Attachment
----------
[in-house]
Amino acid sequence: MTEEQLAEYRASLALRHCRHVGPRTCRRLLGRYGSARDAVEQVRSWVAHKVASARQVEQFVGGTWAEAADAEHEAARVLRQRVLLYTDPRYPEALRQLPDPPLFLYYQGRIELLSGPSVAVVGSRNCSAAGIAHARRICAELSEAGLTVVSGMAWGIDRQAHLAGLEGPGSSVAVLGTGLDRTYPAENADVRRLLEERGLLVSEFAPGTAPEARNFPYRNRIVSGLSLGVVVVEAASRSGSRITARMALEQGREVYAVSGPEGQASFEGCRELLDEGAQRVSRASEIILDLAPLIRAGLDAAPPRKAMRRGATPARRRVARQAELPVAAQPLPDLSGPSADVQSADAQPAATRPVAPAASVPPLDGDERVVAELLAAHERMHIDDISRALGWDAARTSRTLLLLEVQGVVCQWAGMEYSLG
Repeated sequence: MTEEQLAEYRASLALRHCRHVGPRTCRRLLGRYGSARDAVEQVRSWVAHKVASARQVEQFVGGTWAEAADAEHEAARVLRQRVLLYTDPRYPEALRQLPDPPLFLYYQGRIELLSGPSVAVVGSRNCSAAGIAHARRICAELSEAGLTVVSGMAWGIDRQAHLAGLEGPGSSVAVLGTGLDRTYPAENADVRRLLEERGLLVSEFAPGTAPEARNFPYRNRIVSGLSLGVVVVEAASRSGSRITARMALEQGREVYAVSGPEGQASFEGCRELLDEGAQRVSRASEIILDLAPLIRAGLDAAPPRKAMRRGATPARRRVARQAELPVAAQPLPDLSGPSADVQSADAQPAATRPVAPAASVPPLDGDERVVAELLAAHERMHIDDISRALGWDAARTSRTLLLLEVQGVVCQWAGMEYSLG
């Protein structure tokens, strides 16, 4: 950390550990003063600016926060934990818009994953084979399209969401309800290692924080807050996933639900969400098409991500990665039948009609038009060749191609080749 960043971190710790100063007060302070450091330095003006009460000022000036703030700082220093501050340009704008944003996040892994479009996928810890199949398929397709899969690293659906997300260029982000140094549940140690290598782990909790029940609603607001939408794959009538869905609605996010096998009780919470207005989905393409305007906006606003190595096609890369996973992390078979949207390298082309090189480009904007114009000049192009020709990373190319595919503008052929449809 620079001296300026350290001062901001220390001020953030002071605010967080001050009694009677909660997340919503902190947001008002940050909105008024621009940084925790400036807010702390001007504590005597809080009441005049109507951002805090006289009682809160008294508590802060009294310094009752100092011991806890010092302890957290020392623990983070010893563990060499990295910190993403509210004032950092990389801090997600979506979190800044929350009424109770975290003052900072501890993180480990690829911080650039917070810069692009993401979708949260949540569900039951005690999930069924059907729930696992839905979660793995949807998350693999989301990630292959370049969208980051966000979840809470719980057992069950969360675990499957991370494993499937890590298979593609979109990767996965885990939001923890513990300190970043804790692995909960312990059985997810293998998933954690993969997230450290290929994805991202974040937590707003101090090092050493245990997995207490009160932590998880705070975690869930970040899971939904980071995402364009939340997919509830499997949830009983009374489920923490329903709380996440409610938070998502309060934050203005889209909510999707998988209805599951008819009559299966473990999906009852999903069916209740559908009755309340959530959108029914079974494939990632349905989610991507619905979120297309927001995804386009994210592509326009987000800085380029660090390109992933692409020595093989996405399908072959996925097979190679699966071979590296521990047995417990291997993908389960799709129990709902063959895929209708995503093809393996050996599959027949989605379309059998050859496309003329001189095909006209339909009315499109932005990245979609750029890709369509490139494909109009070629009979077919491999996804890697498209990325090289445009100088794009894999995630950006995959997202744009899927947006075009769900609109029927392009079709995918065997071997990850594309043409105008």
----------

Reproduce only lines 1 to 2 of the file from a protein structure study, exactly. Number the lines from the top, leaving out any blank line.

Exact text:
[in-house]
Amino acid sequence: MTEEQLAEYRASLALRHCRHVGPRTCRRLLGRYGSARDAVEQVRSWVAHKVASARQVEQFVGGTWAEAADAEHEAARVLRQRVLLYTDPRYPEALRQLPDPPLFLYYQGRIELLSGPSVAVVGSRNCSAAGIAHARRICAELSEAGLTVVSGMAWGIDRQAHLAGLEGPGSSVAVLGTGLDRTYPAENADVRRLLEERGLLVSEFAPGTAPEARNFPYRNRIVSGLSLGVVVVEAASRSGSRITARMALEQGREVYAVSGPEGQASFEGCRELLDEGAQRVSRASEIILDLAPLIRAGLDAAPPRKAMRRGATPARRRVARQAELPVAAQPLPDLSGPSADVQSADAQPAATRPVAPAASVPPLDGDERVVAELLAAHERMHIDDISRALGWDAARTSRTLLLLEVQGVVCQWAGMEYSLG